May 2008
Volume 49, Issue 13
Free
ARVO Annual Meeting Abstract  |   May 2008
Effect of Corneal Thickness on Intraocular Pressure Measurements With Three Different Tonometers in Healthy Subjects
Author Affiliations & Notes
  • A. Sawada
    Ophthalmology, Gifu University Graduate School of Medicine, Gifu-shi, Japan
  • H. Murase
    Ophthalmology, Gifu University Graduate School of Medicine, Gifu-shi, Japan
  • K. Mochizuki
    Ophthalmology, Gifu University Graduate School of Medicine, Gifu-shi, Japan
  • T. Yamamoto
    Ophthalmology, Gifu University Graduate School of Medicine, Gifu-shi, Japan
  • Footnotes
    Commercial Relationships  A. Sawada, None; H. Murase, None; K. Mochizuki, None; T. Yamamoto, None.
  • Footnotes
    Support  Grant-in-Aid for scientific research from Ministry of Education, Culture, Sports, Science and Technology of Japan (1779122703)
Investigative Ophthalmology & Visual Science May 2008, Vol.49, 700. doi:https://doi.org/
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      A. Sawada, H. Murase, K. Mochizuki, T. Yamamoto; Effect of Corneal Thickness on Intraocular Pressure Measurements With Three Different Tonometers in Healthy Subjects. Invest. Ophthalmol. Vis. Sci. 2008;49(13):700. doi: https://doi.org/.

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      © ARVO (1962-2015); The Authors (2016-present)

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Abstract

Purpose: : To compare the intraocular pressures (IOPs) measured by a Goldmann applanation tonometer (GAT), a non-contact tonometer (NCT: NT-2000; Nidek Co., Ltd., Gamagori, Japan), and a newly developed portable non-contact tonometer (PNCT: PT-100; Reichert, Inc., NY; USA) in eyes of normal volunteers, and to determine if a significant correlation exists between the IOP and the central corneal thickness (CCT).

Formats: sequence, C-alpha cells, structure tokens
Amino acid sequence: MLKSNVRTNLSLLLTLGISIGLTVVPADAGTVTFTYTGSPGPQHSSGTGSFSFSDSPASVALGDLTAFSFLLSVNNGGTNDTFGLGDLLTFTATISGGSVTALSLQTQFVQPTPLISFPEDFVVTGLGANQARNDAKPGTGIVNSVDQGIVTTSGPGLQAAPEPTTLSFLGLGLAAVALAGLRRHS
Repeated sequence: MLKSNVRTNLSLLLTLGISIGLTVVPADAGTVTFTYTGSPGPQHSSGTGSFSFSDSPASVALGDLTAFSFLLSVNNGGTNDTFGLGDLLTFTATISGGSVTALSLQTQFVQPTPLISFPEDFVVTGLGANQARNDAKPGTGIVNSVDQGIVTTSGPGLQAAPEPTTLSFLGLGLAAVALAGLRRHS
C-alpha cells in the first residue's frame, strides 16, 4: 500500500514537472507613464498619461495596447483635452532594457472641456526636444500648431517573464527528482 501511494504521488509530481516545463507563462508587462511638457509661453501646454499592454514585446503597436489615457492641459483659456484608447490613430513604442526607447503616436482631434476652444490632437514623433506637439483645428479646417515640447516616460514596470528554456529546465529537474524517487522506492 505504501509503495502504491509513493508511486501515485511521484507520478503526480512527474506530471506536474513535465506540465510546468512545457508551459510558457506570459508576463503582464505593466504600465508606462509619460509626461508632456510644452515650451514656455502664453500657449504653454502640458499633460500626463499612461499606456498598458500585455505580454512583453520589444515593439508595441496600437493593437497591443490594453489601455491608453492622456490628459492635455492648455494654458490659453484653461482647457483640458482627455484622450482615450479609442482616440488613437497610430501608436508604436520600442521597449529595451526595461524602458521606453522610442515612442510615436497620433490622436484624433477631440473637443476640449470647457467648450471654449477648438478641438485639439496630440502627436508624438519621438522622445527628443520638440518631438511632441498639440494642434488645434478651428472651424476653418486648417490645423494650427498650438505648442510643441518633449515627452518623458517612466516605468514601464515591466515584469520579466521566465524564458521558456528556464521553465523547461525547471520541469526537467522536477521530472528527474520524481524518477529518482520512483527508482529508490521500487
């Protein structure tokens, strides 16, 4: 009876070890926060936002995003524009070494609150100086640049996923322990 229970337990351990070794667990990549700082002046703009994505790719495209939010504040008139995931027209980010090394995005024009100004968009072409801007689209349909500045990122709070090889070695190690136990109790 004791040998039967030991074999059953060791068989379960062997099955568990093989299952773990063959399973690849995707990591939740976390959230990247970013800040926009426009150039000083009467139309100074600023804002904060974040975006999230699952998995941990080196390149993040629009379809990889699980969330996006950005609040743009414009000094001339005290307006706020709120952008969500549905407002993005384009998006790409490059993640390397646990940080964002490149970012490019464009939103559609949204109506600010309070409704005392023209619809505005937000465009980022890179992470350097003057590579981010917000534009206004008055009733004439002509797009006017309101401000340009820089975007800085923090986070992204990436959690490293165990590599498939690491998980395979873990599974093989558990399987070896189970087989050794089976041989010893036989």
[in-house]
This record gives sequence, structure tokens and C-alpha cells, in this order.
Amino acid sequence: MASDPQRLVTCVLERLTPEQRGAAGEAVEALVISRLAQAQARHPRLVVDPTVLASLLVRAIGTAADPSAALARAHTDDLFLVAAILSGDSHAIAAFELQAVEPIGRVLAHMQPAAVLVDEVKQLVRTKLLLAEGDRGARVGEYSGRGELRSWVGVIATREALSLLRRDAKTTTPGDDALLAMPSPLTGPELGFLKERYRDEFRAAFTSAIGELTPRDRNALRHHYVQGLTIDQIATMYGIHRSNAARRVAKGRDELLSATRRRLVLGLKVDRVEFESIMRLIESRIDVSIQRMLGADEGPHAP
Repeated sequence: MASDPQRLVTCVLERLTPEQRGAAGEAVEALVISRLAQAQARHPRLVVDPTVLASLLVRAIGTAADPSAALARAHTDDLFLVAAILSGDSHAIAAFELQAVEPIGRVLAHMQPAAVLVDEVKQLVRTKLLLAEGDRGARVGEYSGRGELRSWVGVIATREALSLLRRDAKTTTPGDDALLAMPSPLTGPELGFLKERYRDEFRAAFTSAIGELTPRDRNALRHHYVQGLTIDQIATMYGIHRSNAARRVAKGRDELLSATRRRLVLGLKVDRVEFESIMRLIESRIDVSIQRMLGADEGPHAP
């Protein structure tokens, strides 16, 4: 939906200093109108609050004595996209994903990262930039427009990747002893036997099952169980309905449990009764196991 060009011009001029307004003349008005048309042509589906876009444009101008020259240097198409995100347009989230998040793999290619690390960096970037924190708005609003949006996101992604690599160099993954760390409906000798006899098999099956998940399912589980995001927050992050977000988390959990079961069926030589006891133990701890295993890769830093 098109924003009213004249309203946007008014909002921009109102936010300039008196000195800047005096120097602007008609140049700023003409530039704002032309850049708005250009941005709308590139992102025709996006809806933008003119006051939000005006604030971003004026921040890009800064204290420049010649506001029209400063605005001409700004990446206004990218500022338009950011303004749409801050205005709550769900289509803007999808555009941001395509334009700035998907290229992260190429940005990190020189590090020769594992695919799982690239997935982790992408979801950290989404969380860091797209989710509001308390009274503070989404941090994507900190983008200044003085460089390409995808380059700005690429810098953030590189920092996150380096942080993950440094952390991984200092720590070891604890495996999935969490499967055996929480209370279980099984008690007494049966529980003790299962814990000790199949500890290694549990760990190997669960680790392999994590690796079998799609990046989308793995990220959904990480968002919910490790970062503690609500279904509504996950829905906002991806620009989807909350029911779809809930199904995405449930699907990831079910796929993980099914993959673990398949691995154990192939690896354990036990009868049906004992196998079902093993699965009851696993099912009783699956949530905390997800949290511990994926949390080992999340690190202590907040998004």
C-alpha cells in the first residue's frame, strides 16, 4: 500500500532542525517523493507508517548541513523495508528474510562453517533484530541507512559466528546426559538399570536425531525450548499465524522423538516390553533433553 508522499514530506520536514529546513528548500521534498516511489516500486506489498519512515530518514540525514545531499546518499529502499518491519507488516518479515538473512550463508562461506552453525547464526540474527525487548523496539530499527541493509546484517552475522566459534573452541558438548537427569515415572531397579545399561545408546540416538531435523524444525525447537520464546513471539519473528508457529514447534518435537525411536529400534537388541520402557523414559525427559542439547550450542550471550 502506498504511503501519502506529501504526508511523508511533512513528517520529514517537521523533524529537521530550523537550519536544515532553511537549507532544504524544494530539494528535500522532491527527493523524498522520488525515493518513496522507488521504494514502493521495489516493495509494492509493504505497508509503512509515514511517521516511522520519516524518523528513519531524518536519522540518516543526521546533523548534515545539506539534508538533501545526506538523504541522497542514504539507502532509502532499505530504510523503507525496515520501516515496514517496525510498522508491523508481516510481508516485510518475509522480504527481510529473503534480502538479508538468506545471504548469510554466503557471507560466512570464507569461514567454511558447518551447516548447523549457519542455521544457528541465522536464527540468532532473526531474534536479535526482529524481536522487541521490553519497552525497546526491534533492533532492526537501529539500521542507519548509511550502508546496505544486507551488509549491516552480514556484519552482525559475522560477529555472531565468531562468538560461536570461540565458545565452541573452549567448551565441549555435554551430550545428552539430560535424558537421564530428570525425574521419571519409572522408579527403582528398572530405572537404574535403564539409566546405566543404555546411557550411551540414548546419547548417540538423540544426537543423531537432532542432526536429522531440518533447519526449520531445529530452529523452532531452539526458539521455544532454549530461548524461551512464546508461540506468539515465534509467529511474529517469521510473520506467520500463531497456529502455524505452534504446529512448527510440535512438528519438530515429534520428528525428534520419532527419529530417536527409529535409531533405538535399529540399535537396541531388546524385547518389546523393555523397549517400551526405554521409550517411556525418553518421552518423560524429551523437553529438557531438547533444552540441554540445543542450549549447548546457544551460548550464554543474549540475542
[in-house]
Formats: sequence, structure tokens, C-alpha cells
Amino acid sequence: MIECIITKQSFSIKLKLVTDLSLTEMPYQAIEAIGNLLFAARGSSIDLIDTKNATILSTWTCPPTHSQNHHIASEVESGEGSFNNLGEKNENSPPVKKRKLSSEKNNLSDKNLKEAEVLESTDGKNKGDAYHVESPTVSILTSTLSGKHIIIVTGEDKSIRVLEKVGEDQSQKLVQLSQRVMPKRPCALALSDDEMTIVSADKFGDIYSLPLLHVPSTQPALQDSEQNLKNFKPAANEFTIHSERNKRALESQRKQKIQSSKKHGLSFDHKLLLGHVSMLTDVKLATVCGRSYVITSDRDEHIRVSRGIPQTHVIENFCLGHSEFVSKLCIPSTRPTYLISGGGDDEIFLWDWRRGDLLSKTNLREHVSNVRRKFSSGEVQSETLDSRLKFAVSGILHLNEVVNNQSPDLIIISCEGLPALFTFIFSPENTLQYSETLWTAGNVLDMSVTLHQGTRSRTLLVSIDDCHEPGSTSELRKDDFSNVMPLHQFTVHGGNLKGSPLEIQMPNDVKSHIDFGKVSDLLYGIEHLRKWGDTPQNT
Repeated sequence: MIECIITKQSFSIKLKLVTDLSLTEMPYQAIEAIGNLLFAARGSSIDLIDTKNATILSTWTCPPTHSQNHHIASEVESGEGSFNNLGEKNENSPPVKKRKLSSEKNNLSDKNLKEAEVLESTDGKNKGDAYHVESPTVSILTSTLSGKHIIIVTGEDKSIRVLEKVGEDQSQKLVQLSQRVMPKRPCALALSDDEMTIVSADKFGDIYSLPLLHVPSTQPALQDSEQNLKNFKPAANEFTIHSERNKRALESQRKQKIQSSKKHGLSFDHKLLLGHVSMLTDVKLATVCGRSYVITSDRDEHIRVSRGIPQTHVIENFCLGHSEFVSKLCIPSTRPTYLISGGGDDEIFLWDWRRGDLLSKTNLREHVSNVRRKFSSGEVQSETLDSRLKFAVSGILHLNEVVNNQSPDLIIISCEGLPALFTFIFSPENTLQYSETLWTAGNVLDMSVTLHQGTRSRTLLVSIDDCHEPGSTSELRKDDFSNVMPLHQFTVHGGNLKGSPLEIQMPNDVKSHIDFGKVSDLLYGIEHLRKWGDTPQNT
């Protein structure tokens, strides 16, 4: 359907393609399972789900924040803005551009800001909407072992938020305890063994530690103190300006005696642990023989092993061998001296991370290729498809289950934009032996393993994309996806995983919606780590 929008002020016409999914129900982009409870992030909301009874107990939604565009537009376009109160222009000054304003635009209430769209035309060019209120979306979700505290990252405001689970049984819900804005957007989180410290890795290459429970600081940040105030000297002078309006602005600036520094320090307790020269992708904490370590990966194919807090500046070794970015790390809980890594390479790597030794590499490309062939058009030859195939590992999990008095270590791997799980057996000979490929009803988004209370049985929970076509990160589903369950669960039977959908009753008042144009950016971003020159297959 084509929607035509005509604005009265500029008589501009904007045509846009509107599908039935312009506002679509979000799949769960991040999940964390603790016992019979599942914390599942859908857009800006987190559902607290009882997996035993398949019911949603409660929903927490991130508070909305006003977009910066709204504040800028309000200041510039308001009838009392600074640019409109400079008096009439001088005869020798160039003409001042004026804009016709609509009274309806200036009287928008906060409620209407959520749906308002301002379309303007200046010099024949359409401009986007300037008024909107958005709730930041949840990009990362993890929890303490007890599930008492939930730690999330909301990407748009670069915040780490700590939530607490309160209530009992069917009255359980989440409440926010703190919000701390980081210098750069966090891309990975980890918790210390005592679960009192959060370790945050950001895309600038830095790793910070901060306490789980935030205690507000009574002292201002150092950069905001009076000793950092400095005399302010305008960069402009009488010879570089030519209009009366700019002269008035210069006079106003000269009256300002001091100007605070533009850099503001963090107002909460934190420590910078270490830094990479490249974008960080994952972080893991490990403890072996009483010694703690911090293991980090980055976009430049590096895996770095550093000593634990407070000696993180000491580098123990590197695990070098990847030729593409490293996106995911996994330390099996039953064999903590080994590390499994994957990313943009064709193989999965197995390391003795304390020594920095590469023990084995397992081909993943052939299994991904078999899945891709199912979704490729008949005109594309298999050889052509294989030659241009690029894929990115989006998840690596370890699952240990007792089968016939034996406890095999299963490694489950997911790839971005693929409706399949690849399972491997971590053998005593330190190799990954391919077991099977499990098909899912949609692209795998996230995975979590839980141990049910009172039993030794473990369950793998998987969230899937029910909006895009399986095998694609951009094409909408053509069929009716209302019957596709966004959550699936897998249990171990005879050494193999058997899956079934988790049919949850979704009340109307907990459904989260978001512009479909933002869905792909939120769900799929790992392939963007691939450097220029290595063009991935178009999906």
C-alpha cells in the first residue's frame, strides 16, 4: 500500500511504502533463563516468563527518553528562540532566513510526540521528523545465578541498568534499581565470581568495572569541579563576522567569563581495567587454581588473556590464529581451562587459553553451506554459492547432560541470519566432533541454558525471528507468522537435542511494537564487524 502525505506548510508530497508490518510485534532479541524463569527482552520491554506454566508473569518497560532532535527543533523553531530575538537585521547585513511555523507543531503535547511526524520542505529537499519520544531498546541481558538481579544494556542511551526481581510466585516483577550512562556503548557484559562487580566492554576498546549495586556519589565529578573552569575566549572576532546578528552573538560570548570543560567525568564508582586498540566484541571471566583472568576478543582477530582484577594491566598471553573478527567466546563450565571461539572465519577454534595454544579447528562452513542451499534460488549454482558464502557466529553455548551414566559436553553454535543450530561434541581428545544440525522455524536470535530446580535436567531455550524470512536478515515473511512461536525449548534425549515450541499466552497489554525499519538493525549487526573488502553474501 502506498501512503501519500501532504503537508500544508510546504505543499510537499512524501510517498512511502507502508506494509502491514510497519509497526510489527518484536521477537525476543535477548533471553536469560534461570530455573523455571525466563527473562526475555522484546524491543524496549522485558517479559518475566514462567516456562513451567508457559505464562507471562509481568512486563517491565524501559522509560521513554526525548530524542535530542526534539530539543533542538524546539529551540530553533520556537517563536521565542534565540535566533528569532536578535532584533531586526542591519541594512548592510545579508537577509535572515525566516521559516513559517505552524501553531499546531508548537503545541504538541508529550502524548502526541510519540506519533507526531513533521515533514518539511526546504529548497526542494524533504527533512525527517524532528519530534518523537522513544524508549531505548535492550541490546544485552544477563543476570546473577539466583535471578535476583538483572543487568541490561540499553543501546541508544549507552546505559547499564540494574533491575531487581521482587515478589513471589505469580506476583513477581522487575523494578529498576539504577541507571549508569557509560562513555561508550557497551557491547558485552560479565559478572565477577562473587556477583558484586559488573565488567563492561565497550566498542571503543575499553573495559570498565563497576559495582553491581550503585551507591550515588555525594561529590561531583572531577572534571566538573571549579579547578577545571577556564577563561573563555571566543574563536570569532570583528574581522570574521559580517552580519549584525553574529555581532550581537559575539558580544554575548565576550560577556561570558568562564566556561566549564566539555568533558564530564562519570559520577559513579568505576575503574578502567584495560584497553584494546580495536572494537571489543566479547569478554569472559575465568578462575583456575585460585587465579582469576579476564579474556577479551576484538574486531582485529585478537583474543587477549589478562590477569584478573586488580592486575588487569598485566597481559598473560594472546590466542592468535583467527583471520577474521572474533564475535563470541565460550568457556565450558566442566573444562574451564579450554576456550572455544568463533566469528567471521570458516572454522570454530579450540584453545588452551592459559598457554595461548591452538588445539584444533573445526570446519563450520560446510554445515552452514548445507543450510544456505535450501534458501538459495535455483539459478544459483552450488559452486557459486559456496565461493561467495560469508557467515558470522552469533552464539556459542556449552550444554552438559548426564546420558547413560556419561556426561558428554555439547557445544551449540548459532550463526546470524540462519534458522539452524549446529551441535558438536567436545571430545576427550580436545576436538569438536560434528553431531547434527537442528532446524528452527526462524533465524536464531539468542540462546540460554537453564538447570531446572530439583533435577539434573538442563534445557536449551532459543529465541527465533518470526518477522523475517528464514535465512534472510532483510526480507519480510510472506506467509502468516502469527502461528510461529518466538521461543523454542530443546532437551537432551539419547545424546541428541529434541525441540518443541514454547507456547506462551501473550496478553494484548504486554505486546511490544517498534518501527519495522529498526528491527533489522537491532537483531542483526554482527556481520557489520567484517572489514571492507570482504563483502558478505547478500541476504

Methods: : A total of 144 normal participants was randomly assigned into the following two groups. In the first group, IOP was measured with first the NCT and then with the GAT. In the second group, IOP was measured with first the PNCT and then with the GAT. Subsequently, the CCT was measured using an ultrasonic pachymeter.

Results: : There was a strong correlation between the IOPs determined by the GAT and the NCT and between the GAT and PNCT (both P<0.001; spearman test). However, a Bland-Altman plots showed that the correlation between the GAT and NCT or PNCT measurements were not significant. With all instruments, the IOP readings revealed statistically significant correlations with CCT (GAT; P=0.028, NCT; P=0.017, PNCT; P=0.006). The mean IOPs obtained with the GAT increased by 0.22 mmHg with a 10 µm increase of the CCT, i.e., 0.22 mmHg/10 µm. The comparable value for the NCT was 0.29 mmHg/10 µm, and for the PNCT was 0.31 mmHg/10 µm.

Conclusions: : The GAT is the tonometer least affected by the CCT compared to PNCT and NCT when used to measure IOP in normal eyes. The PNCT is more likely to be affected by variations in the CCT than the GAT.

Keywords: intraocular pressure • clinical research methodology • clinical (human) or epidemiologic studies: biostatistics/epidemiology methodology 
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